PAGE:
A cursory reading of Lumbini
- Basanta Bidari’s Lumbini Beckons works merely as a ‘guidebook’ on present-day Lumbini
Jul 18, 2014-
When visiting Lumbini, the birthplace of Gautam Buddha, in 1967, the then UN secretary general U Thant must have been shocked at the deplorable state of the sacred place. Fresh from a pilgrimage myself, a question has been nagging my mind: Wouldn't Professor Kenjo Tange, the famous architect who designed the Lumbini Master Plan, and U Thant weep if they were to visit the superstructures that have been operating without accountability in Lumbini today?
I recently read a report in the Annapurna Post that detailed how a particular Korean monastery has been operating like a hotel and a business centre of sorts, undermining the sanctity of the place. It was thus with a heavy heart that I read Lumbini Beckons, by Basanta Bidari, former chief archaeologist of Lumbini.
The author, in all humility, describes Lumbini Beckons as a book meant to provide pilgrims and visitors a glimpse of Lumbini—a book to be read while drinking a cup of tea. And the book does work as a helpful guide for those who want to know how present-day Lumbini became what it is today. Featured in the book are beautiful and uncorrupted pictures of Lumbini of the past and present, including of the Mayadevi Temple before excavation and after restoration, the Sacred Pond before and after restoration, and the excavation of the Asoka Pillar in 1962, along with photos of the finest sculptures documented around then. They show how archaeologists excavated Lumbini from the ruins. Indeed, the pictures do much of the talking.
For those wondering about the Marker Stone, which points to the exact birth spot of Gautama Buddha, and about the origin of the Asoka pillars and how they were transported to Lumbini, Niglihawa and Kotihawa, the book is a must read. While Section A of the book offers 'A Glimpse of the Sacred Birthplace of the Buddha and its Master Plan', Section B deals with the Asoka Pillar Inscription and the Marker Stone, on which is inscribed the words: "The Exact Birth Spot of the Buddha". The book also takes us to the quarries in Uttar Pradesh, from where the Asokan pillars were sourced, and the waterways through which they were transported to Nepal.
But the author's lowering of expectations with his suggestion that the book be read mostly as a guide to Lumbini should not preclude his making an informed analysis about the historical figure, Siddhartha, whose having been born in Lumbini is the reason for the place's transformations in the first place.
The author describes the central life-changing events in Prince Siddhartha's life—which led to his renouncing the comforts of the palace—by repeating the story that has been told before in so many books about the prince. Just as in the books that have come before, Bidari posits that Prince Siddhartha left the royal palace, in his search for an end to suffering, after seeing a decrepit person, a person suffering from a disfiguring disease, a funeral procession and an ascetic walking majestically along the road. This explanation does not convince the critical mind. In fact, it leads one to wonder if merely everyday tragedies like these could have pushed the prince into Mahaviniskramana.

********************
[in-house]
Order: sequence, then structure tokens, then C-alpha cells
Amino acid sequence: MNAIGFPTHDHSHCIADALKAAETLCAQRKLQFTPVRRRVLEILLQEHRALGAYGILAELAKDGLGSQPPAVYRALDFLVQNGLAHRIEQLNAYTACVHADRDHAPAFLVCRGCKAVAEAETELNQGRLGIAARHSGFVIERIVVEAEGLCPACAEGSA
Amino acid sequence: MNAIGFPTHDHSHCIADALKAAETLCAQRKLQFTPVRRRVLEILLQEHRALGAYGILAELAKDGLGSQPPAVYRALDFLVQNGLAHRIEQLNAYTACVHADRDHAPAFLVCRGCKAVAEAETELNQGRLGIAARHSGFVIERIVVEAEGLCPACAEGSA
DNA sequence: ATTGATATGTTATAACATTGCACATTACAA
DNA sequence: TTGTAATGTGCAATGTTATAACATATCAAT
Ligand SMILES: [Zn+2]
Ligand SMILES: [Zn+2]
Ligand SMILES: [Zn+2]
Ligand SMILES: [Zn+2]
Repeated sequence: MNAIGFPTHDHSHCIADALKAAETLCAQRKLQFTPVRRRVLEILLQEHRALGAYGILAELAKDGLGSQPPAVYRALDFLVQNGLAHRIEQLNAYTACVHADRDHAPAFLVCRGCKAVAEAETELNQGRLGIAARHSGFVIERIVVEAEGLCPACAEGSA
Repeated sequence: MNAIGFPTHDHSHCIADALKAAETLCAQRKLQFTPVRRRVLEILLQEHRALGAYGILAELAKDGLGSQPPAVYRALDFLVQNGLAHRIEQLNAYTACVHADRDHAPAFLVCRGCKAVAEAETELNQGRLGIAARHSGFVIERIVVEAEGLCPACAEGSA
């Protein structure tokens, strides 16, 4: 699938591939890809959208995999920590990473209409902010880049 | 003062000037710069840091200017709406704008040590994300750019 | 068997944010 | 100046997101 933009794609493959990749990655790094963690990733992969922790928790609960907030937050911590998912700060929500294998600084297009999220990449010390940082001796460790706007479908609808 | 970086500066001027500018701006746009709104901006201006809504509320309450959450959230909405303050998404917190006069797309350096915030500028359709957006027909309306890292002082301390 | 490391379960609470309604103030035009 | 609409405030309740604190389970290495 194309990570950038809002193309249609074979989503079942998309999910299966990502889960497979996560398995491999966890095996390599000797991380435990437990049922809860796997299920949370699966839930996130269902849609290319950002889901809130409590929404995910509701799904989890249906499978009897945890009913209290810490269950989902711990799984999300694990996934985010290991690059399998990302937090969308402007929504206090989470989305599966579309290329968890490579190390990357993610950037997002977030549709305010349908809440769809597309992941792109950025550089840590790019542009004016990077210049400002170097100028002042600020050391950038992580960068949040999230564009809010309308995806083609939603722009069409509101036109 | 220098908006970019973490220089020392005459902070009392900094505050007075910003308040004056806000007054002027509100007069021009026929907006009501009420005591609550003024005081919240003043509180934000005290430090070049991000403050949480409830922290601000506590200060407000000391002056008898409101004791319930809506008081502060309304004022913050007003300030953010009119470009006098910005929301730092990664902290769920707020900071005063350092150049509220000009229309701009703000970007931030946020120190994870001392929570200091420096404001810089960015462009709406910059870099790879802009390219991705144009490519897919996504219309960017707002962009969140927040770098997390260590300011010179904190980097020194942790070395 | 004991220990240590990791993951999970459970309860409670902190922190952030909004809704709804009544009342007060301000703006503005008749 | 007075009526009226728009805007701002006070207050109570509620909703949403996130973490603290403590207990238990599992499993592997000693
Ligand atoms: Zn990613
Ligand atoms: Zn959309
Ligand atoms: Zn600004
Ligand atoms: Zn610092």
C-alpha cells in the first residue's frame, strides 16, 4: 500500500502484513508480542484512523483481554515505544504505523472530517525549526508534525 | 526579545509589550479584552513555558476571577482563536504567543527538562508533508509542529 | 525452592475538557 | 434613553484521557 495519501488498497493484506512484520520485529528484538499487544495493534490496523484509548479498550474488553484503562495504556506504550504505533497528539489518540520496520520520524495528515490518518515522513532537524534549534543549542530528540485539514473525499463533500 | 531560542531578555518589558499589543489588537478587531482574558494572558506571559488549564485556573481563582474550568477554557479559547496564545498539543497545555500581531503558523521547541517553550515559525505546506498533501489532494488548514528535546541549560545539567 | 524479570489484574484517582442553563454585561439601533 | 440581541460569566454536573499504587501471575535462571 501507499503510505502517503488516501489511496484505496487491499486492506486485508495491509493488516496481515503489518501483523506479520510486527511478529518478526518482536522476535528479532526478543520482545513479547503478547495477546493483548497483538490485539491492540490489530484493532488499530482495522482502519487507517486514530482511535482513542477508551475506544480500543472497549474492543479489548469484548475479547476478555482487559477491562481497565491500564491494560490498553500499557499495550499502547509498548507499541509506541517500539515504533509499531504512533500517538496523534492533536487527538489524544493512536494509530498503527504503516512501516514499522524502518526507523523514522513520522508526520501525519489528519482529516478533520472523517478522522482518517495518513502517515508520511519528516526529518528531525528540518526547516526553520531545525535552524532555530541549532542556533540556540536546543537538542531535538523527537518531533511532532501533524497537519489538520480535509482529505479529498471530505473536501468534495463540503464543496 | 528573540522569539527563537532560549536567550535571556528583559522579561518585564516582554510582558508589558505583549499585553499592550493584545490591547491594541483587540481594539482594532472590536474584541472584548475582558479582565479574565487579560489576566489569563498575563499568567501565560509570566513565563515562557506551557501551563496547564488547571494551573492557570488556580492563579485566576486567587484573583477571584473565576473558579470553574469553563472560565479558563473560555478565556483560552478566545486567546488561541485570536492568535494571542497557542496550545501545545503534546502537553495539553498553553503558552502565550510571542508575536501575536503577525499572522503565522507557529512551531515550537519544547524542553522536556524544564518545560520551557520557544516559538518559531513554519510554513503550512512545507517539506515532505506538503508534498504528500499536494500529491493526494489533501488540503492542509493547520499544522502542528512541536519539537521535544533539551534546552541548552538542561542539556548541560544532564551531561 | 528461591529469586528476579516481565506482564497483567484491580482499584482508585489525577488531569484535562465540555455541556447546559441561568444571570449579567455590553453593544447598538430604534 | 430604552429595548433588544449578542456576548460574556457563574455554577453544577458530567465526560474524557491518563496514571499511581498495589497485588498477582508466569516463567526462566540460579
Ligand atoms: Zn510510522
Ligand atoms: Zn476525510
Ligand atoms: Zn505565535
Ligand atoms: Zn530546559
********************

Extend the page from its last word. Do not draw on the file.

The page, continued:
The author has not explained other possible factors that could have pushed Siddhartha into monkhood. Was the socio-economic and political situation of that time also not responsible for the Great Departure? Could not strained relations between the Shakyas of Kapilvastu and Vidudabha—who was furious at the Shakyas for effecting an unequal nuptial between his father, the Koshal King Prasenjit, and the Shakya royals' housemaid, Vasava Khatiya—have also hastened Siddhartha's exit? What about the massacre of the Shakyas at Sagarhawa by Vidudabha? Could not this tragic event have been instrumental in turning Siddhartha into the Buddha? And what impact might the dispute over the distribution of Rohini's waters have had on the prince? Is that issue just a creation on the part of Ambedkar? One would hope that these possible factors
get due treatment in the book's next edition, so that a complete picture of the events leading to the young prince's monkhood emerges.
Furthermore, the book's treatment regarding the work that has gone on in Lumbini is problematic too. The author says: "The development of Lumbini, according to the Lumbini Master Plan, is meant to lead to the socio-economic upliftment of the people of the whole of Nepal's western region, and ultimately of the nation itself, through the promotion of cultural tourism, which is a major source of the country's earnings."
But one could argue that the road to national prosperity from Lumbini seems to lead nowhere—with the superstructures built around Lumbini mostly acting as business centres of sorts for their clientele. I believe that the government and the Lumbini Development Trust should in fact bridle these facilities and instead involve the locals in preserving the sacred site and maintaining its sanctity, so that Lumbini does not become merely a prized real-estate enclave.
I believe that for humanity to benefit from this sacred place and its spirituality, stakeholders, including Nepali and foreign 'monasteries' built on the site, should shun temptations to milk Lumbini as a cash cow. The government of Nepal and the Lumbini Development Trust should step in to stop the commercialisation of the pilgrimage site. But the book does not address the flipside to the development taking place in Lumbini. Thus it can't be regarded as serious literature.
Published: 19-07-2014 07:53